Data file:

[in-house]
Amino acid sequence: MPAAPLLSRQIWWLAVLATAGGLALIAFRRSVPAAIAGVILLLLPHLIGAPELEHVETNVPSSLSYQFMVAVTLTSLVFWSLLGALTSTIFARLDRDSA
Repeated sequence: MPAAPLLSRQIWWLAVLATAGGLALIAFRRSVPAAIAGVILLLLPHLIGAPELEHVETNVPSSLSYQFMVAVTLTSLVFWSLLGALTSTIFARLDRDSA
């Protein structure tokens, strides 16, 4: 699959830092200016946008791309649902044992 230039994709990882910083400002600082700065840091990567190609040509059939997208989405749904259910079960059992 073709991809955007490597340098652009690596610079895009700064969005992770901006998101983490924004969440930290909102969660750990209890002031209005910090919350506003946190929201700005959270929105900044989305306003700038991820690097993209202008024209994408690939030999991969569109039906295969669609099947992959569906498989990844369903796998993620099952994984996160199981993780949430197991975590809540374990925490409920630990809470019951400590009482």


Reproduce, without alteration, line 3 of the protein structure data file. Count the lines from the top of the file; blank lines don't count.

Repeated sequence: MPAAPLLSRQIWWLAVLATAGGLALIAFRRSVPAAIAGVILLLLPHLIGAPELEHVETNVPSSLSYQFMVAVTLTSLVFWSLLGALTSTIFARLDRDSA